Aborted Croydon free school costs taxpayers £82,000

Four Conservative councillors behind plans to open a free school in south London that were scrapped at a cost to the taxpayer of more than £82,000 have applied to have their business struck off.

The Advance School was set to open in Croydon in September last year, but the proposers pulled the plug, saying they did not have the capacity to continue.

An investigation by Schools Week has revealed that four Conservative councillors from the nearby borough of Wandsworth are directors of the company that proposed the school. The company has never filed any accounts.

A Freedom of Information request submitted by the Labour MP for Croydon North, Steve Reed, revealed the government spend for the proposed three-form entry primary school included £60,402 for technical fees and £22,038 for property and planning costs. Croydon Council confirmed that no planning applications had been submitted in relation to the proposed school.

Russell King, who was the driving force behind the project, has emigrated to Australia and is listed on LinkedIn as a volunteer policy analyst at the Menzies Research Centre, a Canberra thinktank. He was the Conservative cabinet member for strategic planning and transportation at Wandsworth Council, but did not stand for re-election in May 2014.

The four Conservative councillors listed as current directors of the Advance School, who have now applied for the company to be removed from the Companies House register are Kim Caddy, Clare Salier, Steffi Sutters and Sarah McDermott.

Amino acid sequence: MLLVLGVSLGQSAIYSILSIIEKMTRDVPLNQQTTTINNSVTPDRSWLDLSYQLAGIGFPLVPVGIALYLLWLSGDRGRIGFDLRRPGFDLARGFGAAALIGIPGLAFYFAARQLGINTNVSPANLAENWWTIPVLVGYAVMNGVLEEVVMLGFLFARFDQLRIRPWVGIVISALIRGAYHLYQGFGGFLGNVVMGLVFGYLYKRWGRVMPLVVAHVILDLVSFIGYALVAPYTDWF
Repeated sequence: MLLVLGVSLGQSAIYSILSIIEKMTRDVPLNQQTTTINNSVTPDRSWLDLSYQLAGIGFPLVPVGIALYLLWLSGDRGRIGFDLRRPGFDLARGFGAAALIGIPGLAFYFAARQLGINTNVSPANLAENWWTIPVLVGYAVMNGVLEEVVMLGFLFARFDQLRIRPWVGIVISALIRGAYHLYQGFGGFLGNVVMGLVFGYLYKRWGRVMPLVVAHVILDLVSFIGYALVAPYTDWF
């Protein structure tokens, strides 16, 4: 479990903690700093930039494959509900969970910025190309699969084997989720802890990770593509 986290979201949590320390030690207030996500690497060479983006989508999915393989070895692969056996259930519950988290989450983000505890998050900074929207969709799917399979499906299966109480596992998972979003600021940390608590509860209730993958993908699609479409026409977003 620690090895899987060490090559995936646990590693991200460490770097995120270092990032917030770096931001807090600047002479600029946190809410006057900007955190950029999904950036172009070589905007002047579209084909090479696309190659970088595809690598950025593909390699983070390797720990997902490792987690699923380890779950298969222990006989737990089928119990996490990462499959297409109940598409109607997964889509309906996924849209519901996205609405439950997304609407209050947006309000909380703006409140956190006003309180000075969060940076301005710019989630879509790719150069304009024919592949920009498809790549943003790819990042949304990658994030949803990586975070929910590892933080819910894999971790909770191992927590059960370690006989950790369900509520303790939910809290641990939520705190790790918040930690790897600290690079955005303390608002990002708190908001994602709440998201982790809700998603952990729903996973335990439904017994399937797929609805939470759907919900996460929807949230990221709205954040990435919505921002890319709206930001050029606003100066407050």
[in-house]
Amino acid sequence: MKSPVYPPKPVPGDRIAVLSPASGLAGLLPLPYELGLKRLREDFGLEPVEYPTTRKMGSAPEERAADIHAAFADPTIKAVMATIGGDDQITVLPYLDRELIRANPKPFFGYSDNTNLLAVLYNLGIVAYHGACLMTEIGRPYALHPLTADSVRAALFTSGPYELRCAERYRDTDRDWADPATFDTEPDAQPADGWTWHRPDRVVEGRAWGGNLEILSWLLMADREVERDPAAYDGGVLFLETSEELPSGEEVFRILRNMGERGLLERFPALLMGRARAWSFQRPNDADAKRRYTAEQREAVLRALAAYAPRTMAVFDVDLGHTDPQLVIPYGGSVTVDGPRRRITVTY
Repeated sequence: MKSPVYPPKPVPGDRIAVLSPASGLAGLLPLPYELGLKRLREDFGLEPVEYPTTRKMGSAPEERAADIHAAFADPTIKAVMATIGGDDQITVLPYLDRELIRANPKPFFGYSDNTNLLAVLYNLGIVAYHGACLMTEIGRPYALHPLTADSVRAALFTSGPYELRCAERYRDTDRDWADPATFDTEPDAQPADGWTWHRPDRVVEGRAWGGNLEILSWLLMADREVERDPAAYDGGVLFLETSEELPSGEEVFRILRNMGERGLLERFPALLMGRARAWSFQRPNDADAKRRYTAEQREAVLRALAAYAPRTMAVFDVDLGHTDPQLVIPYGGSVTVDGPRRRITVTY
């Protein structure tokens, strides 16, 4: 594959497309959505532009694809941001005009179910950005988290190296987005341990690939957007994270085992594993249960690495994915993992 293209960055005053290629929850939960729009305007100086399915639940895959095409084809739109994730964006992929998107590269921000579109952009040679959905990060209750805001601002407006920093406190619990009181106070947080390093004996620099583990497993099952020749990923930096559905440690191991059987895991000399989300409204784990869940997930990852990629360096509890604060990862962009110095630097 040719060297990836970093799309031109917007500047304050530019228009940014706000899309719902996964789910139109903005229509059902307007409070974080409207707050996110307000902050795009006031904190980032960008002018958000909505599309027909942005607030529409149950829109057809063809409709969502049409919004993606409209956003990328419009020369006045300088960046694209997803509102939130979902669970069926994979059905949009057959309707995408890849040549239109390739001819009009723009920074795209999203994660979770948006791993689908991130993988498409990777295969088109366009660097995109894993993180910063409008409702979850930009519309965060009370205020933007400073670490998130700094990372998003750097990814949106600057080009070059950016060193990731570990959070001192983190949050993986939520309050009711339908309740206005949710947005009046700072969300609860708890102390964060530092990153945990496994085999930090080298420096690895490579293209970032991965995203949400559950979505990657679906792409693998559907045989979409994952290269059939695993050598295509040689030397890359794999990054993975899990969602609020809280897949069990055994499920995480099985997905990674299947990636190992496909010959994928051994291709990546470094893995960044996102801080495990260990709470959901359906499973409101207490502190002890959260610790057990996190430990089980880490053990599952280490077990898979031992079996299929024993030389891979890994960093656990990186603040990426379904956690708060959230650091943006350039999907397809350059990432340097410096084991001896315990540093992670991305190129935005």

A spokesperson for the Department for Education said the proposers of the free school “decided they could not give the time commitment to continue with the project and we accepted the withdrawal of the application”.

She said that the technical fees were paid directly to the Education Funding Agency’s project management and technical advice contractor, and that the costs of the work reflected the works completed. She added that when a project was withdrawn, “all future payments of the grant are stopped and we take steps to recover unspent funds”.

Determined attempts by Schools Week to speak to the Wandsworth Conservative group and the individual councillors about the project and its costs were unsuccessful.

The Advance School was one of three free schools due to open in Croydon in September. The other two opened as expected.

A council spokesperson said the government had the “ultimate say on free schools, so Croydon Council was not involved in any of the decisions”.

Once it became clear last summer that Advance School would not open, the council had offered an alternative place to every child due to go there, despite having the highest demand in the country for extra pupil places.

“Last year, we offered 94 per cent of primary parents and 92 per cent of secondary parents a place for their child at one of their top three choices, and over the next three years we are creating around 2,000 extra places in Croydon schools.”

A recent parliamentary written reply said two other free school projects were stopped before opening after they had incurred “unrecoverable” costs.

The Oasis Community School in Walthamstow, north-east London, ran up costs of £138,000, and Chorley Career and Sixth Form Academy in Lancashire cost £129,554 before it was stopped.


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